About resistant starch

This short essay about resistant starch explains where it is found and why it is so good for us.

Plant-starches are found in many foods like potatoes and grains such as oats and wheat; in smaller amounts in legumes too. They contain two different types of carbohydrate.

  • Amylose makes up about a quarter.
  • Amylopectin makes up the other three-quarters. 

They are quite different. Amylose consists of long chains of glucose molecules linked together in what is known as a polysaccharide; the number of sugar-units varies from hundreds to several thousand depending on the source of the starch.

Amylopectin is highly branched.

Potatoes grown in compost


Helical twisted structure of amyloseA long chain of glucose molecules in a helical structure

In amylose this long chain has a twisted or helical configuration that makes it difficult for enzymes to reach the glucose units; free molecules are less readily formed and more of the food tends to reach the large intestine for digestion by the normal flora instead. It is unlikely to raise your blood-sugar dramatically; unless you are insulin-resistant.

This page was last updated by Bernard Preston on 6th March, 2024.

New potatoes interestingly as compared to those from cold storage are also more resistant to the enzymes in the small intestine; much passes through to the large bowel where friendly short-chain fatty acids are produced instead of glucose. They have a profoundly good effect on our immune systems; and supply energy to the cells lining the gut.


Amylopectin is the three quarters fraction of starch; it is soluble in water. It consists of short, highly-branched chains which are readily digested by enzymes starting in the mouth and then the small intestine.

Highly branched chains of amylopectinRapidly digested branched amylopectin

Then the many thousands of glucose molecules are ready for immediate absorption; and cause a rapid rise in blood-sugar. This puts a huge strain on the liver which has to suck up all this carbohydrate that one has just eaten.

In nutritional terms it is called "chronic excessive carbohydrate consumption." It is the true cause of obesity particularly if it is mainly refined-starch; or has a high amylopectin fraction.

That is excellent if you are an athlete but not if you sit behind a computer for most of the day.

After about two decades there is great risk of developing type 2 diabetes and non-alcoholic steatohepatitis; fibrosis of the tissues caused by fatty liver disease.

This is complex stuff but bear with me if you want to be able to enjoy more energy; and in particular if you are obese and tired of the loss of well-being that goes with it.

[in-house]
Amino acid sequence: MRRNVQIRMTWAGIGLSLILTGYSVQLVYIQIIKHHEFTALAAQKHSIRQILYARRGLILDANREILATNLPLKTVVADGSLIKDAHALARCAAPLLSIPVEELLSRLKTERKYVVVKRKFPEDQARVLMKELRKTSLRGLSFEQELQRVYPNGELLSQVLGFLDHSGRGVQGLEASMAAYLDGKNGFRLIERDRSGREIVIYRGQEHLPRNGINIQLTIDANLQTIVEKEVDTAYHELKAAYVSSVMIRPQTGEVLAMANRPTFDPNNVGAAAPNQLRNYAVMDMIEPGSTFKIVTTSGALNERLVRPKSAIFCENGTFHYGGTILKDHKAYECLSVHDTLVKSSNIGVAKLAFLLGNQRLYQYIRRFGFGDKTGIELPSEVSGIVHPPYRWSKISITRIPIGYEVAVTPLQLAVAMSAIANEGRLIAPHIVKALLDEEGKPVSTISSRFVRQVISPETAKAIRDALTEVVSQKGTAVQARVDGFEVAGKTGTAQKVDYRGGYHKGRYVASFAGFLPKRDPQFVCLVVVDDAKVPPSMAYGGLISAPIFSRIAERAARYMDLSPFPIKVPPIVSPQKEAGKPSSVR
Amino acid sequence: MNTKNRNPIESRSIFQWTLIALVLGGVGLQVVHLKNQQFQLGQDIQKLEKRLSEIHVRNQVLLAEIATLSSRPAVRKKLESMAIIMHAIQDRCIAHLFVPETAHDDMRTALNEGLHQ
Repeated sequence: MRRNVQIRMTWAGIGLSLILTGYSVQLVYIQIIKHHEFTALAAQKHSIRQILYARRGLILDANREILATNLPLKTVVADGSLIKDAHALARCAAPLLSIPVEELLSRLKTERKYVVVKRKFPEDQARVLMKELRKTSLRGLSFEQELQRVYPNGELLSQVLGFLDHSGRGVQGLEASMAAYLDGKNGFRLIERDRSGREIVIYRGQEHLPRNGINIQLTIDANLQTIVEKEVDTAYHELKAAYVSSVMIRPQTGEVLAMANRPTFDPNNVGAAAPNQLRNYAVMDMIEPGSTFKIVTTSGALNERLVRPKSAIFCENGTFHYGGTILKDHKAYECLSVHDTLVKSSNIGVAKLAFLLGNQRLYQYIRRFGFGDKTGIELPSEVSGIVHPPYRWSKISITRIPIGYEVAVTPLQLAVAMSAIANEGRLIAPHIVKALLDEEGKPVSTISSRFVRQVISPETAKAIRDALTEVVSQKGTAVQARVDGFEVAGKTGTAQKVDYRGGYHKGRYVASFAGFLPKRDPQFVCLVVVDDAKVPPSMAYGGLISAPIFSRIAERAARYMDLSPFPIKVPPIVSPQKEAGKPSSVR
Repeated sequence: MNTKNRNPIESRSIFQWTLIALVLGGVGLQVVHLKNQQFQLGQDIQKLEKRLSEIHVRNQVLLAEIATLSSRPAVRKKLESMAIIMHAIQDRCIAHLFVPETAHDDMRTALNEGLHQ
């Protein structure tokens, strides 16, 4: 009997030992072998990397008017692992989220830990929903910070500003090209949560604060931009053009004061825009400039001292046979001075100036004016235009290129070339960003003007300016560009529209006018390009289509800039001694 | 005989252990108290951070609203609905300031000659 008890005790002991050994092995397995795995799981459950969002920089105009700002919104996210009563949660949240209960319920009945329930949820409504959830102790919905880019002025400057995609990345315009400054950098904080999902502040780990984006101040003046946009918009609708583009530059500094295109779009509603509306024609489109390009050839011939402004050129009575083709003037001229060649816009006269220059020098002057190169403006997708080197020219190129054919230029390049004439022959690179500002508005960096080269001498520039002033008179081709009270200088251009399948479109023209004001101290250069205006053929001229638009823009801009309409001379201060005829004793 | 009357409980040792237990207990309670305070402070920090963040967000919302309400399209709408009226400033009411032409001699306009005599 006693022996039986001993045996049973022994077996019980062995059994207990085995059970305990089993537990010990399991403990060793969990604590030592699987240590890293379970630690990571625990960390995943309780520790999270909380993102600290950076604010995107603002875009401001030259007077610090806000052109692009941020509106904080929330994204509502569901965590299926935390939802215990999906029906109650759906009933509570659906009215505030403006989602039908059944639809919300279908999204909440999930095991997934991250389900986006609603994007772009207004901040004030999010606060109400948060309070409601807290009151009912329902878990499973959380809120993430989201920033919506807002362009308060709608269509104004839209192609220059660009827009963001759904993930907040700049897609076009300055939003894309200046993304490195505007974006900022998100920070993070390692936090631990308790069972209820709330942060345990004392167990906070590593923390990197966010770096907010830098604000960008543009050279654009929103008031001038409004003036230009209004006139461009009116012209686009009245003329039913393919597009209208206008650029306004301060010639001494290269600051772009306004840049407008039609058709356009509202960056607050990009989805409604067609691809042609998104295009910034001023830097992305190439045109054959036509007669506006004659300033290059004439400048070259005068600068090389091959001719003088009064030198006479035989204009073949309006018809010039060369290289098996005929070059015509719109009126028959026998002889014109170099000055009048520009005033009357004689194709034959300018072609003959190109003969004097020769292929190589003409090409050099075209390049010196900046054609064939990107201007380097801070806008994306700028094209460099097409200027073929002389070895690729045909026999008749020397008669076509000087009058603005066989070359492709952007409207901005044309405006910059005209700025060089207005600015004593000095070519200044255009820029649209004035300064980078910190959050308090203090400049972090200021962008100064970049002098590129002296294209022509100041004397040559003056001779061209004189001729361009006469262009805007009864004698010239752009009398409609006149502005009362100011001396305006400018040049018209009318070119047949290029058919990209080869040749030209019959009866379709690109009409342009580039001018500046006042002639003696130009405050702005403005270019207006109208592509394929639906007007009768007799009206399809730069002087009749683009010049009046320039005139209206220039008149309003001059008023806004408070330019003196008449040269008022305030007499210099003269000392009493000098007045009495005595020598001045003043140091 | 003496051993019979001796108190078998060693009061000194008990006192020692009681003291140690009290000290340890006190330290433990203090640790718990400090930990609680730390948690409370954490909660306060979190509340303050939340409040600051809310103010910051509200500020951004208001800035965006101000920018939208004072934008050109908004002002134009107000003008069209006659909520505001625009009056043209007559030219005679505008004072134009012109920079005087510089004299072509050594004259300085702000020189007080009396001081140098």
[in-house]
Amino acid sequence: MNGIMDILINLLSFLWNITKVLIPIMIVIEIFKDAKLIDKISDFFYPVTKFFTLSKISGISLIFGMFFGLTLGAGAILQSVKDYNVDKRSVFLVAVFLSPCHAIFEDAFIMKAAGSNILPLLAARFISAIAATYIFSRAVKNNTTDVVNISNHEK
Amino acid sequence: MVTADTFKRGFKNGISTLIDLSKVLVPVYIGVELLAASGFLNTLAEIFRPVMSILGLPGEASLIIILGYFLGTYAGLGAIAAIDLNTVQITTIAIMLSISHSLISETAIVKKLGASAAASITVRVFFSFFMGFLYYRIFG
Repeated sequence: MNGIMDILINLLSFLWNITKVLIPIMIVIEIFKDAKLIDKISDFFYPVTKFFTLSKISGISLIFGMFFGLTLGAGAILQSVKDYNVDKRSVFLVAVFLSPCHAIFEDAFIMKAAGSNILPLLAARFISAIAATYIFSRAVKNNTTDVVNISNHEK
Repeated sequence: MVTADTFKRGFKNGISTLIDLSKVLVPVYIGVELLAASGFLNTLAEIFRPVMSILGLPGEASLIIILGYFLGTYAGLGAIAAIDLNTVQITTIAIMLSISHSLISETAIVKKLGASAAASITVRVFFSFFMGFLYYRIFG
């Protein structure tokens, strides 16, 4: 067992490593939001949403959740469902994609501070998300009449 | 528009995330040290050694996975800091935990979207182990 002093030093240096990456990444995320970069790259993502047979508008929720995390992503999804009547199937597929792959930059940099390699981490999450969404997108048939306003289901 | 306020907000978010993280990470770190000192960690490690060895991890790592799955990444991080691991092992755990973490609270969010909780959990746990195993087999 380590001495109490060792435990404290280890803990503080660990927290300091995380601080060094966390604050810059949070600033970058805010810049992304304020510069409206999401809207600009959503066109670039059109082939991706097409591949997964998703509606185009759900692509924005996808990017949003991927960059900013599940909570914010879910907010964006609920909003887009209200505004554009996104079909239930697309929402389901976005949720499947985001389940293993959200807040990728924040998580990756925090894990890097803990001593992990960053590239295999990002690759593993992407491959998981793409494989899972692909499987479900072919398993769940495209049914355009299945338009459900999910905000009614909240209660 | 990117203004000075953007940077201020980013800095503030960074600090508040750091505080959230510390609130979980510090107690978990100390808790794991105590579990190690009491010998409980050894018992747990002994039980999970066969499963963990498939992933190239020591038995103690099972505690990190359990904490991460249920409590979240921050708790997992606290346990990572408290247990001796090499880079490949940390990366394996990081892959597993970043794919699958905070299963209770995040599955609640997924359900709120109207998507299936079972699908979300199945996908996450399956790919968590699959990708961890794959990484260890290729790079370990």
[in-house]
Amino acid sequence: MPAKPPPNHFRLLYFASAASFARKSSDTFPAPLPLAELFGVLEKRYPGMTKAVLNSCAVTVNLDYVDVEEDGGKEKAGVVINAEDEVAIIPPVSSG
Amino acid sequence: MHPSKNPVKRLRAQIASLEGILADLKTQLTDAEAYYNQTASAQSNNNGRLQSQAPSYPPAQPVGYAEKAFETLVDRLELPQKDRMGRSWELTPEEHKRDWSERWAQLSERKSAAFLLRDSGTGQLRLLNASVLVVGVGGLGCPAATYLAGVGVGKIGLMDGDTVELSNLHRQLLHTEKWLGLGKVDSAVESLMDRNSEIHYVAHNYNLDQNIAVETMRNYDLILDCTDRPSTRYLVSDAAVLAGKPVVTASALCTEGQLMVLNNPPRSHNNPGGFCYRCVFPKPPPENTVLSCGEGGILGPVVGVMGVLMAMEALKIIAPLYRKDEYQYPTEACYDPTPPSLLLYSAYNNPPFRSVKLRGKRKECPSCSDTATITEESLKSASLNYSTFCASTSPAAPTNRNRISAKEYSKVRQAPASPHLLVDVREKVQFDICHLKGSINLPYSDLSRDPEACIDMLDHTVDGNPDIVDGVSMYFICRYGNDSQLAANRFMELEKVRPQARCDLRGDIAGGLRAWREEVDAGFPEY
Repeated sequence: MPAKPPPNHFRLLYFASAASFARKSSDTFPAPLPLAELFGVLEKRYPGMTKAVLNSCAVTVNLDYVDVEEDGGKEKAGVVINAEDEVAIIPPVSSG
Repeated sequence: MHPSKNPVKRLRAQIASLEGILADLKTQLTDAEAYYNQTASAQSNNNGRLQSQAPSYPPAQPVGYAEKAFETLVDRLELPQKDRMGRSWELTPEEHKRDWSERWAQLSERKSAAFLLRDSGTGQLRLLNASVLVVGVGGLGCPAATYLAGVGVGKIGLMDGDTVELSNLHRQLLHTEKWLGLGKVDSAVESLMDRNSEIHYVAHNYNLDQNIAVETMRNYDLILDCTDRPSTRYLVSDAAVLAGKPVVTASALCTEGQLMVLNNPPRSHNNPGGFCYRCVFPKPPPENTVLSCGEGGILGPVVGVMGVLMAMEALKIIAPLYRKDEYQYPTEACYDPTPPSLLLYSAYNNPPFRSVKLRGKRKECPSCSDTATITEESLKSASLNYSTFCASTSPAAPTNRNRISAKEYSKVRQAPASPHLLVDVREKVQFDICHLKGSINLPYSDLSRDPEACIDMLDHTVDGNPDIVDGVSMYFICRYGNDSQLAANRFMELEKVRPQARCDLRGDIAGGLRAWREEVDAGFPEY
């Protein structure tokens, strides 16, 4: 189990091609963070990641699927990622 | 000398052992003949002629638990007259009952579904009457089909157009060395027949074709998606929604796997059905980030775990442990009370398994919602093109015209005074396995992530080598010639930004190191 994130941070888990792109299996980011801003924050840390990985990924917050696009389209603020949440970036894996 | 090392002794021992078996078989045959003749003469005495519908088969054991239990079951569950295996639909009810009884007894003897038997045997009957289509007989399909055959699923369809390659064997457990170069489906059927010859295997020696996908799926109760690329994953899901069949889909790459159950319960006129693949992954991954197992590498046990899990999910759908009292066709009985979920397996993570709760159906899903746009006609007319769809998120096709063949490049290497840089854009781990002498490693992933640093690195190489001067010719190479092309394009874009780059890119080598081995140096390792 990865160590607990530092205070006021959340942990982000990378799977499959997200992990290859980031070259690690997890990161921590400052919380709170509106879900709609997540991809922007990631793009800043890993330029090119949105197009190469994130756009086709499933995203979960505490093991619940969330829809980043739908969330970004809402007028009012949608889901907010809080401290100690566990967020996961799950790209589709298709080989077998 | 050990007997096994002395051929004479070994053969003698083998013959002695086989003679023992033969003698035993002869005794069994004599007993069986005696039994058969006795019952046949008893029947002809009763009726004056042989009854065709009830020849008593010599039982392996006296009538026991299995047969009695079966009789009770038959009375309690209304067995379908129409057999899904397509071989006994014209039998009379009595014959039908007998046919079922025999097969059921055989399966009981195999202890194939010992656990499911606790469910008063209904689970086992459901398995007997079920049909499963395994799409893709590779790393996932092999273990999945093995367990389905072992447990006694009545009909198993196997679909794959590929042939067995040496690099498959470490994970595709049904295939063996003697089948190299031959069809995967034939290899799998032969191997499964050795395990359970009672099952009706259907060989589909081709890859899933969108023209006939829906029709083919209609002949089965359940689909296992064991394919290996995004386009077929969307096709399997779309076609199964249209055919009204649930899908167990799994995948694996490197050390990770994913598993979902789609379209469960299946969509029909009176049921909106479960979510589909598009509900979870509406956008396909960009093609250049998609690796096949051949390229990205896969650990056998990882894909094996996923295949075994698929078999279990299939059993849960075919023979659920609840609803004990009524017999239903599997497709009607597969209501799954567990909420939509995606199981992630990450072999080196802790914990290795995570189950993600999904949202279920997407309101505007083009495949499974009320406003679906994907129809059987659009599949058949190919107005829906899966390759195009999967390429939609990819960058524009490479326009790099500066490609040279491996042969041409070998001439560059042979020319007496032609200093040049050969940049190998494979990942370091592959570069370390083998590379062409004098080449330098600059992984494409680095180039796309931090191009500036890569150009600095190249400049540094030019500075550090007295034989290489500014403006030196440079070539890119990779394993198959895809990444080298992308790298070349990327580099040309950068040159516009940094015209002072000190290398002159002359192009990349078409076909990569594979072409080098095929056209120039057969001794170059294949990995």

Three types of starch

  • Rapidly-digested starch
  • Slowly-digested starch
  • Resistant-starch

The colossal problem with modern Western food is that it consists in the main of rapidly digested starches. Examples are boiled potato, french fries and short-grain rice, especially if it is precooked. They have a strongly glycemic effect; read a very high GI.

They are rich in amylopectin; it spikes your blood glucose.

Do note that new potatoes do not fall into this category but they are hard to get unless you grow them yourself; and unfortunately the plant is usually browned off with a herbicide. They must not have come from cold-storage. You should be able to easily scrape the skin off with your thumbnail.

Commercial potatoes are also sprayed with toxic-herbicides like paraquat and glyphosate just before harvesting to kill off the haulm; these chemicals damage the microbiome[8]. We recommend growing them yourself if you have a large enough garden.

Grow your own potatoesGrow your own potatoes

Resistant starch on the other hand is not absorbed in the small intestine as it is high in the helical amylose; which enzymes find more difficult to digest.

It reaches the colon where it is fermented by the microflora; the bugs are able to break down these foods which are then assimilated more slowly in the large bowel, not as glucose but as nutritious short-chain fatty acids.

These bacteria and yeasts also produce various gases which may cause flatulence which is quite normal and to be expected.

In order for this to happen normally, a broad-spectrum of the microflora is necessary. In fact researchers are finding that many of the diseases of our modern world have their origin in a deficiency of these supportive bugs in the intestine.

One can take tablets called probiotics but it is very easy to get them from your food. Just five-minutes work every morning will provide your family with what is needed; read more about kefir benefits.

Oddly one friend who started enjoying kefir daily reported much less gas passed.

About resistant starch

100 percent wholemeal

To sum up this page about resistant starch describes how some carbohydrates are broken down in the small intestine giving an immediate and unwelcome surge in blood glucose; but others pass through to the colon for fermentation.